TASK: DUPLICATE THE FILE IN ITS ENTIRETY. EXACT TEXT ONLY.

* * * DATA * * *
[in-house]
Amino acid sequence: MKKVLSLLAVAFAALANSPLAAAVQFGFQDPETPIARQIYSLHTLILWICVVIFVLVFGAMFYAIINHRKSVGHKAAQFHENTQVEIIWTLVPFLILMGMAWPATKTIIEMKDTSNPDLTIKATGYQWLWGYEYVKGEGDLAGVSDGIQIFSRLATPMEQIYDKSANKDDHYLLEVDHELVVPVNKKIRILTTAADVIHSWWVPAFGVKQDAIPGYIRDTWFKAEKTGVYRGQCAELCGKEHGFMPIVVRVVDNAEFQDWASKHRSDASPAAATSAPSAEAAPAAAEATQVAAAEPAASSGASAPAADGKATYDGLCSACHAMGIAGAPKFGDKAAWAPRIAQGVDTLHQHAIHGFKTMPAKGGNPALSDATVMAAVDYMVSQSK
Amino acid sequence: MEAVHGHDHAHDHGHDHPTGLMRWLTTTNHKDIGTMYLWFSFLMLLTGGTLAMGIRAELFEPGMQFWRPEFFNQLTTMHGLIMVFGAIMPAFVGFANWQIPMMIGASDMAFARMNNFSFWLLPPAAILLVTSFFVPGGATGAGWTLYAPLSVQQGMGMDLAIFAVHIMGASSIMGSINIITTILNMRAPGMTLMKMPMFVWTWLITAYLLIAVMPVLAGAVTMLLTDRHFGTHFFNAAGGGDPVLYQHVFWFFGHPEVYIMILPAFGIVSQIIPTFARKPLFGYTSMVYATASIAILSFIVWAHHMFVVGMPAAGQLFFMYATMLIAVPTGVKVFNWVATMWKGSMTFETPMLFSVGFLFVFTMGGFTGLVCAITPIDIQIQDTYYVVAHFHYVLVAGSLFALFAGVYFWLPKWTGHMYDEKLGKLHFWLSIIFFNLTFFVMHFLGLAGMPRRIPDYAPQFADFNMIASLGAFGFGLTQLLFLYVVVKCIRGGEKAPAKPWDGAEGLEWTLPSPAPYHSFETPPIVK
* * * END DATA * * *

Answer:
[in-house]
Amino acid sequence: MKKVLSLLAVAFAALANSPLAAAVQFGFQDPETPIARQIYSLHTLILWICVVIFVLVFGAMFYAIINHRKSVGHKAAQFHENTQVEIIWTLVPFLILMGMAWPATKTIIEMKDTSNPDLTIKATGYQWLWGYEYVKGEGDLAGVSDGIQIFSRLATPMEQIYDKSANKDDHYLLEVDHELVVPVNKKIRILTTAADVIHSWWVPAFGVKQDAIPGYIRDTWFKAEKTGVYRGQCAELCGKEHGFMPIVVRVVDNAEFQDWASKHRSDASPAAATSAPSAEAAPAAAEATQVAAAEPAASSGASAPAADGKATYDGLCSACHAMGIAGAPKFGDKAAWAPRIAQGVDTLHQHAIHGFKTMPAKGGNPALSDATVMAAVDYMVSQSK
Amino acid sequence: MEAVHGHDHAHDHGHDHPTGLMRWLTTTNHKDIGTMYLWFSFLMLLTGGTLAMGIRAELFEPGMQFWRPEFFNQLTTMHGLIMVFGAIMPAFVGFANWQIPMMIGASDMAFARMNNFSFWLLPPAAILLVTSFFVPGGATGAGWTLYAPLSVQQGMGMDLAIFAVHIMGASSIMGSINIITTILNMRAPGMTLMKMPMFVWTWLITAYLLIAVMPVLAGAVTMLLTDRHFGTHFFNAAGGGDPVLYQHVFWFFGHPEVYIMILPAFGIVSQIIPTFARKPLFGYTSMVYATASIAILSFIVWAHHMFVVGMPAAGQLFFMYATMLIAVPTGVKVFNWVATMWKGSMTFETPMLFSVGFLFVFTMGGFTGLVCAITPIDIQIQDTYYVVAHFHYVLVAGSLFALFAGVYFWLPKWTGHMYDEKLGKLHFWLSIIFFNLTFFVMHFLGLAGMPRRIPDYAPQFADFNMIASLGAFGFGLTQLLFLYVVVKCIRGGEKAPAKPWDGAEGLEWTLPSPAPYHSFETPPIVK